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Female Labor Supply: Why is the US Falling Behind?

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Author Info

  • Blau, Francine D.

    ()
    (Cornell University)

  • Kahn, Lawrence M.

    ()
    (Cornell University)

Abstract

In 1990, the US had the sixth highest female labor participation rate among 22 OECD countries. By 2010, its rank had fallen to 17th. We find that the expansion of "family-friendly" policies including parental leave and part-time work entitlements in other OECD countries explains 28-29% of the decrease in US women's labor force participation relative to these other countries. However, these policies also appear to encourage part-time work and employment in lower level positions: US women are more likely than women in other countries to have full time jobs and to work as managers or professionals.

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Bibliographic Info

Paper provided by Institute for the Study of Labor (IZA) in its series IZA Discussion Papers with number 7140.

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Length: 20 pages
Date of creation: Jan 2013
Date of revision:
Publication status: published in: American Economic Review: Papers & Proceedings, 2013, 103 (3), 251-256
Handle: RePEc:iza:izadps:dp7140

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Keywords: labor supply; gender;

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References

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  1. Waldfogel, Jane, 1998. "The Family Gap for Young Women in the United States and Britain: Can Maternity Leave Make a Difference?," Journal of Labor Economics, University of Chicago Press, University of Chicago Press, vol. 16(3), pages 505-45, July.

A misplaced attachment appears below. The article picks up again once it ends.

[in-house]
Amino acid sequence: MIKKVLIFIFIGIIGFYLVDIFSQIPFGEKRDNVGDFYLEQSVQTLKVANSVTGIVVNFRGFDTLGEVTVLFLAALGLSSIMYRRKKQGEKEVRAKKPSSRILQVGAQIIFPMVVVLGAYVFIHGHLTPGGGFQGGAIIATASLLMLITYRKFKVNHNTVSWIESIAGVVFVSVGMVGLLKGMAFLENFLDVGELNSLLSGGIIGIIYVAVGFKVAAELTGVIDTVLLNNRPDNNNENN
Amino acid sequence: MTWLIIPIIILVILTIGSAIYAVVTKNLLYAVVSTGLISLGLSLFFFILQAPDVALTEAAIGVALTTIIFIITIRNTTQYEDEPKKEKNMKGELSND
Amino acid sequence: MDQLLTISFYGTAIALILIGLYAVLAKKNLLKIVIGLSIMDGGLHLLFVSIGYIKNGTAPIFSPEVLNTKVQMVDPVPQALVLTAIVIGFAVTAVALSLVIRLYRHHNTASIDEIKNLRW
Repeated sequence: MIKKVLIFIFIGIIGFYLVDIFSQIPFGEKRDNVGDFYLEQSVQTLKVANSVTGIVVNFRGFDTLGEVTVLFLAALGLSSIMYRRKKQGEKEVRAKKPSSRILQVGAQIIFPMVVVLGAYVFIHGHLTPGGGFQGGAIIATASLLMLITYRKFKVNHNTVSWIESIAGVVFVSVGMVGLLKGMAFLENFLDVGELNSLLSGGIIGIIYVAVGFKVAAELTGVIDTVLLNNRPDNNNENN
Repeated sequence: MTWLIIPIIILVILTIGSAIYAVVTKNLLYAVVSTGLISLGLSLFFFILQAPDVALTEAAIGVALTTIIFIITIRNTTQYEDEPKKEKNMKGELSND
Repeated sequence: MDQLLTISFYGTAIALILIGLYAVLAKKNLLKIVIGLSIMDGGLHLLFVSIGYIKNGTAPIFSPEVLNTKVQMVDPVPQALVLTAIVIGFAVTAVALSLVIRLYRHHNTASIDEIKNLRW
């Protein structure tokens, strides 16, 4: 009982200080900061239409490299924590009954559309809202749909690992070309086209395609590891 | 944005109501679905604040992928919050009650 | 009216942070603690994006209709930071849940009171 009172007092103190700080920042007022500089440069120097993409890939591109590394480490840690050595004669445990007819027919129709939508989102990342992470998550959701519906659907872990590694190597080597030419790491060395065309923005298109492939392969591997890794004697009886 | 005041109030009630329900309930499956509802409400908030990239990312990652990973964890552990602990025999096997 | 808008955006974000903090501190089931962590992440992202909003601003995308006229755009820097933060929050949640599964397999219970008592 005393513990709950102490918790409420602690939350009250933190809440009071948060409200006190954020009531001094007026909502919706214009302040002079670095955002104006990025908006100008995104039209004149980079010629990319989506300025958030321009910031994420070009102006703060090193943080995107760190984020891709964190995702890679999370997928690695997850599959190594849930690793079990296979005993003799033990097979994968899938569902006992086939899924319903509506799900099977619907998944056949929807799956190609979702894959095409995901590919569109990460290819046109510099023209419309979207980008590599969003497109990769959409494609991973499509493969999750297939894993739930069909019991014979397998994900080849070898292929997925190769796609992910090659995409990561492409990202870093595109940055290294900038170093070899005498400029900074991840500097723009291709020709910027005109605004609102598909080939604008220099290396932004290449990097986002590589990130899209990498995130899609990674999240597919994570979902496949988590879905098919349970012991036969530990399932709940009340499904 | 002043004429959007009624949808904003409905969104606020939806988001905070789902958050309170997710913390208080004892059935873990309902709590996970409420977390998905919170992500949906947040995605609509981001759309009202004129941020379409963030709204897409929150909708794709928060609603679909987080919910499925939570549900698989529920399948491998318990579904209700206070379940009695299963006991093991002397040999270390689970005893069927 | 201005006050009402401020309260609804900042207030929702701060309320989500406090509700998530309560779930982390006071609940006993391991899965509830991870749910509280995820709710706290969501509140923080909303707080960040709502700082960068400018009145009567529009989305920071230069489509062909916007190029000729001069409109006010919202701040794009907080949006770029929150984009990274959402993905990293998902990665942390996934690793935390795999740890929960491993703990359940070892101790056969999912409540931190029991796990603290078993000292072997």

2. Eleonora Matteazzi & Ariane Pailhé & Anne Solaz, 2012. "Part-time wage penalties in Europe: A matter of selection or segregation?," Working Papers 250, ECINEQ, Society for the Study of Economic Inequality.
  3. Manning, Alan & Petrongolo, Barbara, 2007. "The Part-Time Pay Penalty for Women in Britain," CEPR Discussion Papers, C.E.P.R. Discussion Papers 6058, C.E.P.R. Discussion Papers.
  4. Christopher J. Ruhm, 1998. "The Economic Consequences Of Parental Leave Mandates: Lessons From Europe," The Quarterly Journal of Economics, MIT Press, MIT Press, vol. 113(1), pages 285-317, February.
  5. Francine D. Blau & Lawrence M. Kahn, 2003. "Understanding International Differences in the Gender Pay Gap," Journal of Labor Economics, University of Chicago Press, University of Chicago Press, vol. 21(1), pages 106-144, January.
  6. Elena Bardasi & Janet Gornick, 2008. "Working for less? Women's part-time wage penalties across countries," Feminist Economics, Taylor & Francis Journals, Taylor & Francis Journals, vol. 14(1), pages 37-72.
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Cited by:
  1. Forlani, Emanuele & Lodigiani, Elisabetta & Mendolicchio, Concetta, 2013. "The impact of low-skilled immigration on female labour supply," IAB Discussion Paper 201320, Institut für Arbeitsmarkt- und Berufsforschung (IAB), Nürnberg [Institute for Employment Research, Nuremberg, Germany].
  2. Stefan Bauernschuster & Anita Fichtl, 2013. "Brauchen wir eine gesetzliche Frauenquote?," Ifo Schnelldienst, Ifo Institute for Economic Research at the University of Munich, vol. 66(02), pages 39-48, 01.
  3. Emma Tominey, 2013. "Maternity Leave and the Responsiveness of Female Labor Supply to a Household Shock," Working Papers, Human Capital and Economic Opportunity Working Group 2013-016, Human Capital and Economic Opportunity Working Group.
  4. Emma Tominey, 2013. "Maternity Leave and the Responsiveness of Female Labor Supply to a Household Shock," Discussion Papers, Department of Economics, University of York 13/11, Department of Economics, University of York.
  5. Anita Fichtl, 2013. "Gender Quotas on Boardroom Representation in Europe," CESifo DICE Report, Ifo Institute for Economic Research at the University of Munich, Ifo Institute for Economic Research at the University of Munich, vol. 11(3), pages 62-64, October.

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